The Capitol rioters didn't just target Congress and cops — new evidence shows how they went after journalists
Press freedom advocates on Saturday were encouraged by news that the U.S. Department of Justice has begun making arrests related to attacks on journalists at the Capitol on January 6, when hundreds of supporters of former President Donald Trump violently breached security measures to try to stop Congress from certifying the 2020 election results.
In addition to attacking some members of the Capitol Police—including one who later died of his injuries—and stalking lawmakers, some of those who attempted the insurrection targeted members of the media by damaging their equipment, assaulting them, and trying to chase them away from the Capitol.
Starting last week, the Washington Post reported Saturday, the FBI began arresting people who were violent towards journalists during the riot and who prevented them from reporting at the scene. At least five people have been charged so far, and authorities expect more arrests.
"The vilification of the media that we saw from the previous administration was incredibly concerning, and that played into a longer arc of rising anti-press sentiment across the country," Katherine Jacobsen, a researcher at the Committee to Protect Journalists, told the Post. "January 6 showed that what the administration says about the media does matter, words do matter, and can have very negative, very real [impacts] on reporters and their ability to do their jobs safely."
Advocates began calling for those who targeted journalists at the Capitol to be held to account shortly after the attack.
"The violence displayed toward the media during the assault on the United States Capitol has no place in a democracy," said Carlos Martinez de la Sern, a program director at the Committee to Protect Journalists, two days after the riot. "Individuals who threatened and assaulted journalists must be held accountable for their actions."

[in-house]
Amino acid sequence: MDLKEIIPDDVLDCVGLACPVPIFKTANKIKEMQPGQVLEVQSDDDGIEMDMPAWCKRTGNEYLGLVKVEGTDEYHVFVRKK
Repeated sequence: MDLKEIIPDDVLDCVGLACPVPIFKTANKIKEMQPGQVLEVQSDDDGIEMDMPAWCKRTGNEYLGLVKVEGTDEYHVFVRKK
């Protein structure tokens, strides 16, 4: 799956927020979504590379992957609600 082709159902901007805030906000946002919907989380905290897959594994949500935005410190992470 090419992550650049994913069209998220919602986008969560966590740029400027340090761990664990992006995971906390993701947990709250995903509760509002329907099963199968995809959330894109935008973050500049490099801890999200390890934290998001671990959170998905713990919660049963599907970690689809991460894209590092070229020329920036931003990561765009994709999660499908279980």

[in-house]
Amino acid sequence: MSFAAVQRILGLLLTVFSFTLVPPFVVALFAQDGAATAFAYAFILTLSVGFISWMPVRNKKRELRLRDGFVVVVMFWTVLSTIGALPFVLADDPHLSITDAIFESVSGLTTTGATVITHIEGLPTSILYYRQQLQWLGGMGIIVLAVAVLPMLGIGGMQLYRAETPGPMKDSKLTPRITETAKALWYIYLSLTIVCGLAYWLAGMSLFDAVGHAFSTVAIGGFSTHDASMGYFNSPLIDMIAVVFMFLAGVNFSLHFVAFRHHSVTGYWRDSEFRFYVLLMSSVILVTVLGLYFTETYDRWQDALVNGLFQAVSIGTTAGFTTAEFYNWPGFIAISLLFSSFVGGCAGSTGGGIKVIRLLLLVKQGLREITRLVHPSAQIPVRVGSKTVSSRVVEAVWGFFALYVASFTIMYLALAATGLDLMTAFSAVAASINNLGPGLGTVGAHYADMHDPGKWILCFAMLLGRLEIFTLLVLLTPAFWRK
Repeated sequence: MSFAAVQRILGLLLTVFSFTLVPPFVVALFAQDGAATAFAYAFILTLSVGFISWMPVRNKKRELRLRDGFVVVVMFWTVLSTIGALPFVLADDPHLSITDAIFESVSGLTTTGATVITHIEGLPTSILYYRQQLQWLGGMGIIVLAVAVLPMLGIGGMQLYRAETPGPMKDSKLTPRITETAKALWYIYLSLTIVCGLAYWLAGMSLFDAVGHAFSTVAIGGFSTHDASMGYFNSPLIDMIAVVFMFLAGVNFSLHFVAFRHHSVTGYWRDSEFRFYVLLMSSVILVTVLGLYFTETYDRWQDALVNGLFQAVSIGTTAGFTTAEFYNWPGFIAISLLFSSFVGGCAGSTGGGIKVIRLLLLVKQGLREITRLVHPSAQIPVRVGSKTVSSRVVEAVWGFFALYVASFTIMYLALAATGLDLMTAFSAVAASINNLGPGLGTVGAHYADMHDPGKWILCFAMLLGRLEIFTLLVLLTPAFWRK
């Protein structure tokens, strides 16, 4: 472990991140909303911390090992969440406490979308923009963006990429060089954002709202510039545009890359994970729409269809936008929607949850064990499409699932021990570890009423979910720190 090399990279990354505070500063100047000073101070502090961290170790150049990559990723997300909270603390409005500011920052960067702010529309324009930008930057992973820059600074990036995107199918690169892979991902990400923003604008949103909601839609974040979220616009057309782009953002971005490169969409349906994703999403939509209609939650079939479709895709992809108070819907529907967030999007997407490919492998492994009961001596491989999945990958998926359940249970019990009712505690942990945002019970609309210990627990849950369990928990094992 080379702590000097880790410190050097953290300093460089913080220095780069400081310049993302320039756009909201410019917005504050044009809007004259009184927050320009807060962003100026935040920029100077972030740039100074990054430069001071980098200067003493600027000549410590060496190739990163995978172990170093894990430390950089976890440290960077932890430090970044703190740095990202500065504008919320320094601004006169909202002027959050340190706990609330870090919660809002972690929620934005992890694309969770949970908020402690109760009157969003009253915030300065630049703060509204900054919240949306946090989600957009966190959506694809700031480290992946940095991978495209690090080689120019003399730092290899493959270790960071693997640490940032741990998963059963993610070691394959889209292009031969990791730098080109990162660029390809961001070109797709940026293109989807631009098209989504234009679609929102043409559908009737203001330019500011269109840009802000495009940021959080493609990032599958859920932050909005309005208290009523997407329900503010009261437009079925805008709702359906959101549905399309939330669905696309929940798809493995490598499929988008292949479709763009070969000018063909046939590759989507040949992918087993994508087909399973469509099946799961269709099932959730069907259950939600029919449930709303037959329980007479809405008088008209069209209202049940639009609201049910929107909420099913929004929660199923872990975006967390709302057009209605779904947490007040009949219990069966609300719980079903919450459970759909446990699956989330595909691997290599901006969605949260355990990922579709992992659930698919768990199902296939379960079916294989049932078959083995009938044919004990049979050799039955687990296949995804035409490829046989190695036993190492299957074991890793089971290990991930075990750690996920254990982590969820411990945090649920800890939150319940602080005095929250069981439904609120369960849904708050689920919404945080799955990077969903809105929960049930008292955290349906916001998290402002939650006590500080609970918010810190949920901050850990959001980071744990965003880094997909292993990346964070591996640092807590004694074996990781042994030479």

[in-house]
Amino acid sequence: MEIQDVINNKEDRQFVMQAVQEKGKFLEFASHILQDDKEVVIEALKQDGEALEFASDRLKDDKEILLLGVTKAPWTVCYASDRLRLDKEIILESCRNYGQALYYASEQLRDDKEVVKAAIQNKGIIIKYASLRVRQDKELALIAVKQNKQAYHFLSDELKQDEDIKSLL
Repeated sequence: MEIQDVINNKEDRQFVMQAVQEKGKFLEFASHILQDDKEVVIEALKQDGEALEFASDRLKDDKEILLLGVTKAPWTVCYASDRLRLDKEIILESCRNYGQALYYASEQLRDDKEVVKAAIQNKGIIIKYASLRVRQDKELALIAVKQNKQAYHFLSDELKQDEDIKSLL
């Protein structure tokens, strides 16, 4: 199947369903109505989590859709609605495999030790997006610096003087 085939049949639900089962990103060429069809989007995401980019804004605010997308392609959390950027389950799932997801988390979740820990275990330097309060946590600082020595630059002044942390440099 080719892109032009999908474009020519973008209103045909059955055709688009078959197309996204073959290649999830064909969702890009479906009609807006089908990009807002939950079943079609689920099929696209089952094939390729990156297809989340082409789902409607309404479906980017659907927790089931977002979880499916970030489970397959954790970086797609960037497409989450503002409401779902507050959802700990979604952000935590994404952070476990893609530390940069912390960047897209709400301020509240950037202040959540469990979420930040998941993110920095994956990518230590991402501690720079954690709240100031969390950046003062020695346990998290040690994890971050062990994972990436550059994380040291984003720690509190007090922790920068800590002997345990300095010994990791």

The FBI is charging the people in question with "committing violence in the restricted grounds of the Capitol, or destroying property on the Capitol grounds," the Post reported, because there are no federal laws specifically barring attacks on journalists.
Those charged so far include Shane Jason Woods of Illinois, who allegedly tackled a cameraperson with a news outlet to the ground; Sandra Weyer of Pennsylvania, who allegedly filmed and encouraged a group of men to attack a New York Times photojournalist; and Chase Kevin Allen, who was reportedly filmed stomping on reporters' equipment.
"It's about damn time," Detroit-based journalist Martina Guzman tweeted.
During the riot, the phrase "murder the media" was scrawled on a door inside the Capitol and a mob destroyed equipment owned by Associated Press reporters, reportedly tying some electrical cords from the cameras into a noose.
The attack on the Capitol and attempt to stop the democratic process came as Trump and other Republican lawmakers made false claims about the legitimacy of the election results and claimed the election had been stolen—and followed years of attacks by Trump on the media, which he referred to as "the enemy of the people" at rallies, prompting outcry from U.S. press freedom groups as well as the United Nations special rapporteur on freedom of expression.
Following years of hostility toward journalists coming from the White House, the Reporters' Committee for Freedom of the Press said the recent charges "send a very clear message that the Justice Department will protect journalists who are doing their jobs to keep us informed."
"We welcome the Justice Department's steps to hold people accountable for assaulting journalists and damaging their equipment as they documented one of the worst attacks on our democracy in recent times," said Bruce Brown, the group's executive director.
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